Botanic Gardens are one of our most valuable horticultural inheritances. Their origins go back to the sixteenth century when their role, within a university, was as a resource for the study and teaching of medicine and the classification of plants. These early establishments were joined around the world by state supported regionally, nationally or indeed royal botanic gardens.
Their work broadened to include a wider study of plants and, in our case within the UK, the challenge was cultivating species new to Europe. All these interests contributed to botanic gardens assembling huge “Living Collections” ranging from trees to tiny alpines and, with the development of glasshouses, specimens from across the world.
Clearly such a diverse assemblage called for skilled gardeners and botanic gardens round the world have been instrumental in the education and training of many of the most knowledgeable horticulturalists. All these objectives could have been achieved by growing the subjects in blocks of well ordered rows as indeed specific kinds are in today’s research stations. Fortunately for us past fashions dictated a different approach and the collections were amassed within garden settings resulting in the marvellous combination of a beautiful setting accommodating the wonderful diversity of the world’s flora.
In the British Isles botanic gardens have been open to the public from their foundation although in the early days more as a concession than an encouragement. Today things are very different the gardens not only welcome the public but make a huge effort to cater for them.
So what have these academic centres for the study of the plant kingdom got to offer the private gardener? I would still put at the top of my list the opportunity to see and appreciate correctly named specimens most of which are mature and have been allowed to develop their natural form. They are a living catalogue to learn and select from before visiting a nursery or garden centre.
Most people in Britain have a botanic garden within fifty miles of home which means its local climate may well be similar to where they live and so can often serve as a guide to plants that should do well in one’s own garden; and the great advantage is that everything you fancy is named. But remember these botanic gardens try to grow a very wide range of subjects including those the textbooks call half-hardy so if you see any form of winter protection being used take note and be warned! The specimens come from geographically different zones and are hence grown in a wide range of diverse habitats.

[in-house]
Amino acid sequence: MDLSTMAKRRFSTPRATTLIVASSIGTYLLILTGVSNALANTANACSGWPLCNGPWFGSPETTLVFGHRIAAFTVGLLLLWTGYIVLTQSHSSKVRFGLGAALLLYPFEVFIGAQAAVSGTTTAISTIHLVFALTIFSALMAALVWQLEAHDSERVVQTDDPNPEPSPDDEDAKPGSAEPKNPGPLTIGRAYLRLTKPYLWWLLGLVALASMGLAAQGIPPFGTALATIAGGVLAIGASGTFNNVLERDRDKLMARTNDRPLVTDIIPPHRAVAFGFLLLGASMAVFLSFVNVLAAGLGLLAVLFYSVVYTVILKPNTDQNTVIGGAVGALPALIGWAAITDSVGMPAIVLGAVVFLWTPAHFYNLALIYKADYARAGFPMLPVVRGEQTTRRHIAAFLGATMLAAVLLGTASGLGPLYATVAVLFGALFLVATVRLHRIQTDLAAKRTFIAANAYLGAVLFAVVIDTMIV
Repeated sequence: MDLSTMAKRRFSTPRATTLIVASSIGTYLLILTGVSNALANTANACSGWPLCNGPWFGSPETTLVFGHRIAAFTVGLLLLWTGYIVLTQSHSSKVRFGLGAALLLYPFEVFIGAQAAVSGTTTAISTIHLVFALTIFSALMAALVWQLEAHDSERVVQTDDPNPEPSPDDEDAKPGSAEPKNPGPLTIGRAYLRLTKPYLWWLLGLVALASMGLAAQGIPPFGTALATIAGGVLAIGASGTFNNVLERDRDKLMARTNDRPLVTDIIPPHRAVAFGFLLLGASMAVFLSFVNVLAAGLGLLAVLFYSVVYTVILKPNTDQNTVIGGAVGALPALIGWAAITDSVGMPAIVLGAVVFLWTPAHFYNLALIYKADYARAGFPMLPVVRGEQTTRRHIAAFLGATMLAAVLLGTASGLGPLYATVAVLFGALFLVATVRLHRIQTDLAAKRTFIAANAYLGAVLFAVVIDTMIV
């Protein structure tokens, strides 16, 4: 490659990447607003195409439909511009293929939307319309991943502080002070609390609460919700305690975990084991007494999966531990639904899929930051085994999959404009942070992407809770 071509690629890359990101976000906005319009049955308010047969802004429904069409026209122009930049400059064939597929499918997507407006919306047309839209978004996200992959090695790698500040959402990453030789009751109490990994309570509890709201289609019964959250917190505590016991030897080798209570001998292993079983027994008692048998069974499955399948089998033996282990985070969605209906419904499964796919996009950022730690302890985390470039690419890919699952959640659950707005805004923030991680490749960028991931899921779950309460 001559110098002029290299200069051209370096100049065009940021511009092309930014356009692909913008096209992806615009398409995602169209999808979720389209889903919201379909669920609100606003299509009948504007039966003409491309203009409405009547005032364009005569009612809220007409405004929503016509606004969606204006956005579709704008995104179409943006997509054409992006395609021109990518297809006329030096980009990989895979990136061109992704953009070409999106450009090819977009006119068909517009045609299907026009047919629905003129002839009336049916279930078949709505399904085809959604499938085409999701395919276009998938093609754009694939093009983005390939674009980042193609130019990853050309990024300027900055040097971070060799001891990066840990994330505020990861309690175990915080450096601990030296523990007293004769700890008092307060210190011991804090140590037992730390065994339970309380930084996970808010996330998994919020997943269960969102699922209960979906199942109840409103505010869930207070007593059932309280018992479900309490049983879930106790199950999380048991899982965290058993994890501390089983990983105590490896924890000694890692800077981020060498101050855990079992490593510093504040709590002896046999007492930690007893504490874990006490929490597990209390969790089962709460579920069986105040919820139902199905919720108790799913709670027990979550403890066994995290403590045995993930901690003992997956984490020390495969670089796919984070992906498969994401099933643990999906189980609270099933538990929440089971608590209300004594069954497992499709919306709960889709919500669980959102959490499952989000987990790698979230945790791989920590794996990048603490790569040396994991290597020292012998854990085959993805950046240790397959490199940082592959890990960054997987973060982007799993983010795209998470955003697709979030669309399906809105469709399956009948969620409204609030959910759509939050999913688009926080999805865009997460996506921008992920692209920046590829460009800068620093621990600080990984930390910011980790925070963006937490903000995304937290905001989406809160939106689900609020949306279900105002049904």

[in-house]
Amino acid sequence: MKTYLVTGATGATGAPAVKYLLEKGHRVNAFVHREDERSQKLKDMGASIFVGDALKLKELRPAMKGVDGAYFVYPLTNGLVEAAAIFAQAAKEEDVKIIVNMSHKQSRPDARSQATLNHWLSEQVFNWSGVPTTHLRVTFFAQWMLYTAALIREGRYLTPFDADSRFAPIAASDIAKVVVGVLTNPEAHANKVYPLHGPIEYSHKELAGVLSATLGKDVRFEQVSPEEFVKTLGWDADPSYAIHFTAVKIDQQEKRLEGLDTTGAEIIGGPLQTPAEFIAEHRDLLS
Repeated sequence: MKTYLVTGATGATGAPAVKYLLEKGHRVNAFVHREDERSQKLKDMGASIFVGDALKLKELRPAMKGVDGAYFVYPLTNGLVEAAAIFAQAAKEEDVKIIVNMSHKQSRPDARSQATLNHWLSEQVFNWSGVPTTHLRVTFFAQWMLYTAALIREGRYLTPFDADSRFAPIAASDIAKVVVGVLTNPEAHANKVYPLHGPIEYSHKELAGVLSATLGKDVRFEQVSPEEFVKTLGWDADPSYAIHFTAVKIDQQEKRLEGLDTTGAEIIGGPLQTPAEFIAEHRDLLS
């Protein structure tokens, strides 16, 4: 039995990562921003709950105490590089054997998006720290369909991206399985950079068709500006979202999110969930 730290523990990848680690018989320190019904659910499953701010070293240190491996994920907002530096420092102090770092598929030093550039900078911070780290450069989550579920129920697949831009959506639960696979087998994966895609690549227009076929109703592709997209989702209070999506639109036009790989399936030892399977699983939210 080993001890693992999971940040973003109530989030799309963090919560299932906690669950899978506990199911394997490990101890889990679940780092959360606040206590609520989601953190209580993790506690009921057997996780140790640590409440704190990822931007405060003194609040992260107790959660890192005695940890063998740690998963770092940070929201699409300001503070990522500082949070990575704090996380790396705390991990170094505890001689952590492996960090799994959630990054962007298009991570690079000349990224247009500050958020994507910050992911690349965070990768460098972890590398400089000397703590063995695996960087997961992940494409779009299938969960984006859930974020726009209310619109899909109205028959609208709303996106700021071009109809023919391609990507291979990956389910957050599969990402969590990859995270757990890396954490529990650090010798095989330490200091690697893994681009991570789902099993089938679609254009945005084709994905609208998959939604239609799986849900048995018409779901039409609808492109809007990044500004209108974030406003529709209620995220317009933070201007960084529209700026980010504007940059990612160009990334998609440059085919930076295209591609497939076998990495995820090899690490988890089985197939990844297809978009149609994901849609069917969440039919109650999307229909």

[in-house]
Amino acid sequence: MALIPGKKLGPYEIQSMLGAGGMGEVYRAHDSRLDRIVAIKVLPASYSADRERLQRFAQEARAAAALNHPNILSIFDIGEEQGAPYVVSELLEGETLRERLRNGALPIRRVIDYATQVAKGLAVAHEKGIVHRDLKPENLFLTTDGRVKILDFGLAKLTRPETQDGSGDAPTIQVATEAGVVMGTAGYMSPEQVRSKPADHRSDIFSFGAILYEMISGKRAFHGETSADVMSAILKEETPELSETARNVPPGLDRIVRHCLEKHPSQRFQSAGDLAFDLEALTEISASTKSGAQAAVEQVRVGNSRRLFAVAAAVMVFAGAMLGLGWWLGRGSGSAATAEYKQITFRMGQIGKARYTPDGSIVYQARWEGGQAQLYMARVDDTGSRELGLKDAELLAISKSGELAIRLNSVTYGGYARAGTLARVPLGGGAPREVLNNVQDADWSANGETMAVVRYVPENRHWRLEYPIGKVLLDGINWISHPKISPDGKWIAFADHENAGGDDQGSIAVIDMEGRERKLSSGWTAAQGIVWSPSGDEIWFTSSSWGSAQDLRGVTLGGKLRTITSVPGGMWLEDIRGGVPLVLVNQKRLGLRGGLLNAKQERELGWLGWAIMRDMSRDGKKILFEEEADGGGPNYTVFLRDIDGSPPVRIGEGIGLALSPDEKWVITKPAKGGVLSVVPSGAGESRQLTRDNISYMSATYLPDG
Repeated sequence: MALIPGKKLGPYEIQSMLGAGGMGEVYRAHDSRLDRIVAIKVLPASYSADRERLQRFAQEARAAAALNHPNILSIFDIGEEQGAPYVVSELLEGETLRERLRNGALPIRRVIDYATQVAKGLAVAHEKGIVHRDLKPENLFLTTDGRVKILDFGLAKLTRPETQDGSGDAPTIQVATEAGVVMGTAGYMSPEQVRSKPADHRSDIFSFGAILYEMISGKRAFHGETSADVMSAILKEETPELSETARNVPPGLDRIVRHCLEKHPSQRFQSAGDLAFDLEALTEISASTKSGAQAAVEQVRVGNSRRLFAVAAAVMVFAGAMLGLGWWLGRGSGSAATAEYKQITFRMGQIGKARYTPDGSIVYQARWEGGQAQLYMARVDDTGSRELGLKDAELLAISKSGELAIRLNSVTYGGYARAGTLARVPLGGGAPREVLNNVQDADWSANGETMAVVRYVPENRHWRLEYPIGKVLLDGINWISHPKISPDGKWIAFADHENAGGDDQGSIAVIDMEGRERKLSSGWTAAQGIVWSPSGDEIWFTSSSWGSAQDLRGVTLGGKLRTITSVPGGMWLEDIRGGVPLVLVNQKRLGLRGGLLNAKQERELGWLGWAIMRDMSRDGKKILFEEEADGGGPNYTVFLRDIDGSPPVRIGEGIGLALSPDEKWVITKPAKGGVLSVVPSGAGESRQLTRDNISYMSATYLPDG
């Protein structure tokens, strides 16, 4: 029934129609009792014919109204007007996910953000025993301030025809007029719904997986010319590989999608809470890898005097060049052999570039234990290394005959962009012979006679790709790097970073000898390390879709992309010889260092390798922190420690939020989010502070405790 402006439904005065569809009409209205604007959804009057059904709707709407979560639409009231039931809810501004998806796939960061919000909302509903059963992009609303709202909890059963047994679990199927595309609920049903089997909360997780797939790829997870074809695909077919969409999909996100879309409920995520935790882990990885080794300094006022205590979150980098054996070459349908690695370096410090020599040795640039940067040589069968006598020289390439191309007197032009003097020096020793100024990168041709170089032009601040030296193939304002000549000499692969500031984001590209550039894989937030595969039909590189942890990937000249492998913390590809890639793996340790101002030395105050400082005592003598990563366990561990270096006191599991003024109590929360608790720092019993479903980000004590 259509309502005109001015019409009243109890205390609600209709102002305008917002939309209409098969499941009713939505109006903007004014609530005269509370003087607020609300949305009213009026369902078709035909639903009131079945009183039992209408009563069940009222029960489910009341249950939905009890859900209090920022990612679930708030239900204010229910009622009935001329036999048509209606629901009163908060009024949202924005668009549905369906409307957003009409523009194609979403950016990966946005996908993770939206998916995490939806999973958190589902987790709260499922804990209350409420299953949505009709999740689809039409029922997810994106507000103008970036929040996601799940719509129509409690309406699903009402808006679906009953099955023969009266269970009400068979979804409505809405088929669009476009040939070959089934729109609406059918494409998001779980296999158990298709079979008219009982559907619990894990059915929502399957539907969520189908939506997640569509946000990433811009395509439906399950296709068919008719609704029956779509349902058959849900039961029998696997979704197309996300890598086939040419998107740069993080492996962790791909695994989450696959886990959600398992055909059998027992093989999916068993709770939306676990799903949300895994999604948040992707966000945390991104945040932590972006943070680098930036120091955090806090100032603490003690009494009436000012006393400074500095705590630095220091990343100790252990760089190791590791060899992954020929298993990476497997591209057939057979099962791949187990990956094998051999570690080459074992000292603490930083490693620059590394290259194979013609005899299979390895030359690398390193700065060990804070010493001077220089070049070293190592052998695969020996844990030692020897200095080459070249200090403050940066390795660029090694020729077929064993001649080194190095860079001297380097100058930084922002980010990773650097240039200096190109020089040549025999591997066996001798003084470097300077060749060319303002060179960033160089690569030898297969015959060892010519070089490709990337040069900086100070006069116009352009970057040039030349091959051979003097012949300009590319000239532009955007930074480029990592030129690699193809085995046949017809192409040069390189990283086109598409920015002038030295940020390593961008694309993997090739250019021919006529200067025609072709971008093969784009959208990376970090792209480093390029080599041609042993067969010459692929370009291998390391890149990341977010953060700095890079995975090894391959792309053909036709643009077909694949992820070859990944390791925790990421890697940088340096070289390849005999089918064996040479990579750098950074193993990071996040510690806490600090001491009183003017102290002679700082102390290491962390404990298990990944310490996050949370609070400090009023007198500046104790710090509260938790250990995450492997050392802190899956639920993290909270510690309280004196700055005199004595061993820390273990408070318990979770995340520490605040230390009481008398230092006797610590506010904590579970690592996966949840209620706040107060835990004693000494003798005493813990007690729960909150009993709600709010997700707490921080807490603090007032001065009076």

Some you may have at home and think of as “difficult” such as the dry shade beneath trees. Taking note of what the experts plant, and where may give you ideas. So can noting the names of some of the most outstanding kinds flourishing in the garden’s ponds, bog gardens and rock gardens. Most botanic gardens have retained their “Systematic Beds where related plants are grouped together. This sounds like a highly technical area of the garden but don’t be put off it can provide the home gardener with ideas for interesting, beautiful and unusual kinds of perennial and annual flowers.
Above and beyond this living crib-sheet botanic gardens provide the opportunity to learn about what David Attenborough called “The Secret Life of Plants” starting with the information on the label such as where the subject grows wild and what family it belongs to. Today there are more explanatory or interpretation boards introducing the visitor to topics as diverse as “Plants attractive to bees” or “The genetics of our crop plants”.
Other beds could be arranged to show when specific garden plants were first grown in this country or the recreation and planting of local habitats to help people to know what to look out for on country walks. Alongside the chance to enrich your knowledge of the local flora many people visit their local botanic garden either before or, more often, after an overseas holiday to find the names of plants that impressed them.
From the start botanic gardens have existed to serve professional botanists but they are also a wonderful part of our horticultural heritage deserving of their place at the very top of any list of great gardens. These notes are intended to introduce the reader to their riches, value and enjoyment; most have their “Friends” clubs where one can meet with fellow enthusiasts and gain access to enjoy more of the riches these unique places hold.